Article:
The following is a guest post by Rhonda Cho and edited by Lisa Cho.
One day I was sitting on the deck enjoying the sunshine and a tall cold glass of fresh mango juice.
The breeze blew across the table, and along came a finch. It was a lovely gray color, covered in tiny feathers and with a petite, well-formed beak.
After hopping around shyly, it landed squarely on my glass, just inches away!
For two minutes it perched on the rim, dipping its head into the glass as it drank the mango juice. You shouldn’t feed the animals in the Galapagos, but what do you do if they take your food without asking? My husband Howard watched with some amusement, and then started laughing. Sometimes in the Galapagos, you just have to go with it. After two minutes, it flew off as abruptly as it had come, perhaps to try the mora (blackberry) juice, or the salad bar.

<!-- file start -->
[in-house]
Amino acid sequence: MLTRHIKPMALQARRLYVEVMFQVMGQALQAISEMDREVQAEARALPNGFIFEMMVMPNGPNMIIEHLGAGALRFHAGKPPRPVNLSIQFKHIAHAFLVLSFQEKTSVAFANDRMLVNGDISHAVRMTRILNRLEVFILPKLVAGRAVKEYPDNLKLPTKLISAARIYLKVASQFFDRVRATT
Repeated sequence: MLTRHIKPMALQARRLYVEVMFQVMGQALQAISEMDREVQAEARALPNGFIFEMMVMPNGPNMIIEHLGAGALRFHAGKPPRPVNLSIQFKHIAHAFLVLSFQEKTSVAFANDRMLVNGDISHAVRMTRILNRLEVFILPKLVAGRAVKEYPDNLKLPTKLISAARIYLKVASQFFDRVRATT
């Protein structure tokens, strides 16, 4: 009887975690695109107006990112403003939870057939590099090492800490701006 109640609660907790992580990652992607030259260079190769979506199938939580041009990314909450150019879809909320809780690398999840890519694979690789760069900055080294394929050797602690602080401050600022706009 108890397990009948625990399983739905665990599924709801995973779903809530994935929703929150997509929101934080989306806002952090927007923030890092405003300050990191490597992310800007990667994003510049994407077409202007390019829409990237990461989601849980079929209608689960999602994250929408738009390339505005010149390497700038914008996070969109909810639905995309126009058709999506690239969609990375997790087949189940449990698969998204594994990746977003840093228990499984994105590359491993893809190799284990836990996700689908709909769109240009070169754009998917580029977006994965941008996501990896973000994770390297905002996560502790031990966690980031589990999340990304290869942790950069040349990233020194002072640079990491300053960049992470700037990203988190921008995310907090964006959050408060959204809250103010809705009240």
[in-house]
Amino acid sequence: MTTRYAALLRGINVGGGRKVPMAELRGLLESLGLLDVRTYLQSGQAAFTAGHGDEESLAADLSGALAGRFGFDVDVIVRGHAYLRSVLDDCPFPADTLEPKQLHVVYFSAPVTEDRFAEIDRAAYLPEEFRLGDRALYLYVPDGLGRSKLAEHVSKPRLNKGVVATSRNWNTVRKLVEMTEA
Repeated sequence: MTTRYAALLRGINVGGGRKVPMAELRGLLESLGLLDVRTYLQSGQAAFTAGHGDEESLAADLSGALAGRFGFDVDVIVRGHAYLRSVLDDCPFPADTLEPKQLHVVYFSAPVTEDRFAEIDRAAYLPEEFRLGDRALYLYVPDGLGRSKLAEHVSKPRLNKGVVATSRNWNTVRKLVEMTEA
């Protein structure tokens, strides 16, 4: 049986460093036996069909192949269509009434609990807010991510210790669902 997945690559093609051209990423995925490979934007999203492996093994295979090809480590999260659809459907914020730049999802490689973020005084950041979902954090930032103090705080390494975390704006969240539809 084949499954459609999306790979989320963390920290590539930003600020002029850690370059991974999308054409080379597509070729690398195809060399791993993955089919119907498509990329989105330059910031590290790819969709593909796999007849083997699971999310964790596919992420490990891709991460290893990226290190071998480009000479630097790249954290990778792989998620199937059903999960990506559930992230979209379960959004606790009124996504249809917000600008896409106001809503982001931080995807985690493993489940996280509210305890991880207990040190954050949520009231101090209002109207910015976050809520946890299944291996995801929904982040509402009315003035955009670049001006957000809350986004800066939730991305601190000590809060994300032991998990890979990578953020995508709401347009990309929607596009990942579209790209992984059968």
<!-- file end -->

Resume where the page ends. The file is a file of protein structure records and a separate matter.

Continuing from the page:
It makes for a good laugh, now, sitting at home in California, where the birds seem much shyer and wary of humans.
I do not know if the Galapagos finches are now domesticated, or they simply evolved no fear of humans after eons of extreme isolation from the rest of the world. And of course, I will never know the finch’s primary motivation for stealing my drink. Was it thirsty? Did it simply want to get a closer look at us? Or like me, did it have a special sweet tooth for fresh mango juice?
Rhonda Cho is a retired court reporter who lives in Ojai, California. She made her first trip to the Galapagos and Ecuador in September 2013 with my dad Howard and I.